We look at the religious practices of the first-generation church and lament how out of touch they are: revival nights, bible reading chains, big tacky banners. We think they over-value spirituality, and they spend too much time in the church and not enough in the world.
And so there has been a reactionary swing among the second-generation church to be more “in touch” with the world. Trendy. Relevant. Cool.
Sadly, that means our churches, much like the American church-at-large, have merged so much with contemporary culture that we are often indistinguishable from the world but for a #blessed here and a #gospel there.
Christians are supposed to be aliens in the world. Set apart. Different. In fact, a little out of touch.
It’s okay to a have a “revival” once in a while rather than a conference. It’s okay to tell someone, “I’m not going to do that because of my faith” or “I can’t come because I have church.”
People will not always understand and sometimes they’ll be offended. But remember, if we are never offending the world, we cannot truly be of Christ (cf. John 15:18-19; James 4:4; 1 John 2:15; 1 John 3:13).
As Asian Americans, our multi-cultural background gives us a certain advantage - a natural gravitation toward the notion that this is not our home. That we are neither “American” nor “Asian” should certainly make the reality that we are citizens of heaven (cf. Phil 3:20-21) more palatable.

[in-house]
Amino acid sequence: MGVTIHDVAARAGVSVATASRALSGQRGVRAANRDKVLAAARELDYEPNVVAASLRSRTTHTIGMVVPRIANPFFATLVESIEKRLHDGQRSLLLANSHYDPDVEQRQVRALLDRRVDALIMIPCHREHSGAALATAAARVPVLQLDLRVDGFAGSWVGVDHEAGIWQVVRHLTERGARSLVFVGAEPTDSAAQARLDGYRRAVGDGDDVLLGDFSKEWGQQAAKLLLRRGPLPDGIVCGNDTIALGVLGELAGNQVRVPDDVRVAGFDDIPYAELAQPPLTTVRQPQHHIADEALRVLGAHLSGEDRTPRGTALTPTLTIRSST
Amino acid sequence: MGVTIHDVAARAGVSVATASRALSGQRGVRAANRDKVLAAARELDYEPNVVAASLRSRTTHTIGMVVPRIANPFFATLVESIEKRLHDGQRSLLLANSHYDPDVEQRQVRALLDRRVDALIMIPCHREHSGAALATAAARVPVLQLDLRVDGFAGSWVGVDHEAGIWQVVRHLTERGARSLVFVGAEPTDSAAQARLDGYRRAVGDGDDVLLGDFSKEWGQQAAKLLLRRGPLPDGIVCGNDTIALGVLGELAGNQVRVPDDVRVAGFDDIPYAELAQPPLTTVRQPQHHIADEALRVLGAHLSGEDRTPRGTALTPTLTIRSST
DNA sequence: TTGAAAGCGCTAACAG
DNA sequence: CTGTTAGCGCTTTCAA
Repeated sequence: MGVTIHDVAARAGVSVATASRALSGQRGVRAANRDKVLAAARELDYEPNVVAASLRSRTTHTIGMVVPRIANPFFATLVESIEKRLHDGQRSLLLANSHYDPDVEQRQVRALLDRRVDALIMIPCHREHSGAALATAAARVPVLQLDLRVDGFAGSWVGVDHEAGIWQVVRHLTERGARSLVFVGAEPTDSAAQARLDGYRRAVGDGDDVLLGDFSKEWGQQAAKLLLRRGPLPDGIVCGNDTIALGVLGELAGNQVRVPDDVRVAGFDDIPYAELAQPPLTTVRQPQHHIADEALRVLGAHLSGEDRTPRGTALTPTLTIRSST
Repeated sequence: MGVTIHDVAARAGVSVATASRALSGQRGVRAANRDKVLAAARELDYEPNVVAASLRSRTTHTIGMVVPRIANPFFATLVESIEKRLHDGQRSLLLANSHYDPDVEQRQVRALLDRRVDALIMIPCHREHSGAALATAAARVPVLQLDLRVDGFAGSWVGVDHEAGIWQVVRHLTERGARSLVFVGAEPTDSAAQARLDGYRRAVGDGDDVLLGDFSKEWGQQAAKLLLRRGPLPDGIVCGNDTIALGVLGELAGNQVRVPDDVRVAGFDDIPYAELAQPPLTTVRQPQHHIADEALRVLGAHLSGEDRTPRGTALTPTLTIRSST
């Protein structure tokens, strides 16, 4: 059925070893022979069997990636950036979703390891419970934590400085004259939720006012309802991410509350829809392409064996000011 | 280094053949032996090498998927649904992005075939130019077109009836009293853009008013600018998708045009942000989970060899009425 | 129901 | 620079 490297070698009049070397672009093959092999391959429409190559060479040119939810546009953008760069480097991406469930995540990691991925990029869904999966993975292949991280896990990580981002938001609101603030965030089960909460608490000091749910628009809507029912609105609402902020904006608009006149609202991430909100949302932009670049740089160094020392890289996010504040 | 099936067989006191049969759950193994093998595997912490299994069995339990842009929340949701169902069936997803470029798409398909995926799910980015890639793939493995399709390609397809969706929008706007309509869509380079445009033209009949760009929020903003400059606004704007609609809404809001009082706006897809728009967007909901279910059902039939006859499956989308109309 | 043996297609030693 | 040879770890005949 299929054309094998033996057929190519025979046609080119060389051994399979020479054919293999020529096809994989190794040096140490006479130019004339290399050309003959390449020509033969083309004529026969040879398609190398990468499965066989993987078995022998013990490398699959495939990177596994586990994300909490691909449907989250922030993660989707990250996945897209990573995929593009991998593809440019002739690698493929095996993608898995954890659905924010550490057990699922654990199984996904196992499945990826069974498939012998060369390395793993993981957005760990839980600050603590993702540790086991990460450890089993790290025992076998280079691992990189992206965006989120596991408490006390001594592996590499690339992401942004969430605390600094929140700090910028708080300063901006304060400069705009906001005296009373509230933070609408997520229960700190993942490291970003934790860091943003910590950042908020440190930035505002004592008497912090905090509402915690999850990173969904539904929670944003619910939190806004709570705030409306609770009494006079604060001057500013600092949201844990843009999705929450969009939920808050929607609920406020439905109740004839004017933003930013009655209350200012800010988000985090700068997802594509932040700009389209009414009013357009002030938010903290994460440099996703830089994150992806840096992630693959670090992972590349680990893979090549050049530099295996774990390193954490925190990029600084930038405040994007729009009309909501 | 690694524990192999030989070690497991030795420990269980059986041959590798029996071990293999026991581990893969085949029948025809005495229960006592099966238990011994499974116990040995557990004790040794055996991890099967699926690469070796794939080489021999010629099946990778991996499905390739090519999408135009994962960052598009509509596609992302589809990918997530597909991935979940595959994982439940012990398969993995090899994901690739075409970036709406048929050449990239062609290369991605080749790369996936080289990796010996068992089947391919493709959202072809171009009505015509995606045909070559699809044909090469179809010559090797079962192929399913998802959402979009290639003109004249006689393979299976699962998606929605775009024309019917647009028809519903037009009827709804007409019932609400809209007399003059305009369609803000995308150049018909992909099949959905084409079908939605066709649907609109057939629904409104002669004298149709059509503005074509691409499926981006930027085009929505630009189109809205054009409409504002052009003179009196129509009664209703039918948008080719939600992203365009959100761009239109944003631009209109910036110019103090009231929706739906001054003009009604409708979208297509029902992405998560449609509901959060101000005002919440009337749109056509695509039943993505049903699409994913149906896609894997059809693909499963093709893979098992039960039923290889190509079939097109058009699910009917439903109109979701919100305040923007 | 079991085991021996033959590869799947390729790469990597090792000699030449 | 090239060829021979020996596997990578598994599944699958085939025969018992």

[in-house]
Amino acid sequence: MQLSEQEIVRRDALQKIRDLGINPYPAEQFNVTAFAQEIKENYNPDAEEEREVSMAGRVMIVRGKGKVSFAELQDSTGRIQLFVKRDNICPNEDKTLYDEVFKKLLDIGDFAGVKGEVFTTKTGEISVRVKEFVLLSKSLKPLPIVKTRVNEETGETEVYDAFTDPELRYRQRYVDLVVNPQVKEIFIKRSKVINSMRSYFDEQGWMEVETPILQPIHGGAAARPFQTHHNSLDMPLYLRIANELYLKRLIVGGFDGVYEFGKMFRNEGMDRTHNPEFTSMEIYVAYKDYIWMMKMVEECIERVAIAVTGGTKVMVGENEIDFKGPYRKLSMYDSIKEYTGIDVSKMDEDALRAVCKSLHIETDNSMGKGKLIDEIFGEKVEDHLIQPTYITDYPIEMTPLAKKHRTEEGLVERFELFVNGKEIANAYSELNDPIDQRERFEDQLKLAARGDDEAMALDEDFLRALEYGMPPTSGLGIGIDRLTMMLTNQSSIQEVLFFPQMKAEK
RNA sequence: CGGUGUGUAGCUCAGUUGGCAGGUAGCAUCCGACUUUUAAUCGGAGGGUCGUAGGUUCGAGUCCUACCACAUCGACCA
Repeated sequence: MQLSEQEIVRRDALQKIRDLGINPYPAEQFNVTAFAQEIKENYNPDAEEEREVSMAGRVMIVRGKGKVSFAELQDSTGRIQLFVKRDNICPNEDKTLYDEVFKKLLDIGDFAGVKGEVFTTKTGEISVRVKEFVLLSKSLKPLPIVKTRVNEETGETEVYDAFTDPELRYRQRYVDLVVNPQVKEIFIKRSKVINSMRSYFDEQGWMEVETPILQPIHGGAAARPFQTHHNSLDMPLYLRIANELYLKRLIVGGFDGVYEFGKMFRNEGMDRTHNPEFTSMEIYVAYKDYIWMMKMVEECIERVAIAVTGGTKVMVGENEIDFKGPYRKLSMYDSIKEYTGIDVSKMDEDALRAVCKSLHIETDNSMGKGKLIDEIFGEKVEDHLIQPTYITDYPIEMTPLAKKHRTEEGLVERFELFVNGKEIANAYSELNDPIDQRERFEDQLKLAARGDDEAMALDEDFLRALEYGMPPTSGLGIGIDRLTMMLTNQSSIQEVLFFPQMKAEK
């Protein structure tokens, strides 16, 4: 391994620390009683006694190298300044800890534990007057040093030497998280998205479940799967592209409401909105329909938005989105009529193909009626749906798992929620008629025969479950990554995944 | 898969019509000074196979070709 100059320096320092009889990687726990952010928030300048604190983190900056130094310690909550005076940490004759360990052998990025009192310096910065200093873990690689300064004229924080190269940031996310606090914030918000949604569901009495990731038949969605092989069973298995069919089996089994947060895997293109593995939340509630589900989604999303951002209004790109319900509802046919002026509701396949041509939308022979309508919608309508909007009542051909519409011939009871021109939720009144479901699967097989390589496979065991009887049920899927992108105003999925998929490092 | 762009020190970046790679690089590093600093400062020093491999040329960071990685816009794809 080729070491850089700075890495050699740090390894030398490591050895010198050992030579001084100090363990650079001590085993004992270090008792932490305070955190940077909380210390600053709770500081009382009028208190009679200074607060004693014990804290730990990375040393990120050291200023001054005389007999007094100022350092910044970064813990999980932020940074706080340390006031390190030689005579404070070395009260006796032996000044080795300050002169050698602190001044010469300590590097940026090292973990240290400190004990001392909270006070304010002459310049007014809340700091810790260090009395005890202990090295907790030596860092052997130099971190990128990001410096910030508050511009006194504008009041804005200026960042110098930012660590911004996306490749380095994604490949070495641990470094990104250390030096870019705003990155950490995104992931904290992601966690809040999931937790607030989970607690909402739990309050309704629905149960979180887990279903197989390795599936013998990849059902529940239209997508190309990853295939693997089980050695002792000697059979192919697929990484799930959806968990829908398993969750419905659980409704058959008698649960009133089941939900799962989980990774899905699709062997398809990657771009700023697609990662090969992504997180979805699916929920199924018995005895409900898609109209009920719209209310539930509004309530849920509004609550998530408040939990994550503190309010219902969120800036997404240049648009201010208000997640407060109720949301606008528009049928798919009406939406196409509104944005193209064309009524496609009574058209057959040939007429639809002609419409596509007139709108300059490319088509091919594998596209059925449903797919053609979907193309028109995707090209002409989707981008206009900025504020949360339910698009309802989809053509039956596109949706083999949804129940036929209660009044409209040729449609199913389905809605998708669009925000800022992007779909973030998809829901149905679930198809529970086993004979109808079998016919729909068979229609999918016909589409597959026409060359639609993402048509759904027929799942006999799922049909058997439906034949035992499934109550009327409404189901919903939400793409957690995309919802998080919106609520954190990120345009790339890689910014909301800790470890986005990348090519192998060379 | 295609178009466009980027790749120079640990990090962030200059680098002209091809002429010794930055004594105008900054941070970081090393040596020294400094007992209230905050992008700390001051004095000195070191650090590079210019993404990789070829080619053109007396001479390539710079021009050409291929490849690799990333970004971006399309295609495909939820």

Perhaps, it’s time we embraced the foreigner part of our identity and strived to be a little more alien.
DON’T HATE, APPRECIATE
Culture is the sphere in which the gospel operates, so let’s not hate on our own culture and history.
Let’s not allow those pieces of identity that we have inherited from the previous generation to be quelled so that we might neither align culturally with the world nor be accentuated in a way that supersedes Christ himself.
Rather, let’s simply remember to appreciate our uniqueness – historical, cultural and otherwise – and allow our rebirth in Jesus shape the whole of us for the common good of the greater body for the glory of our one true God in every culture.
Joe Suh is the lead pastor at The Exchange Church.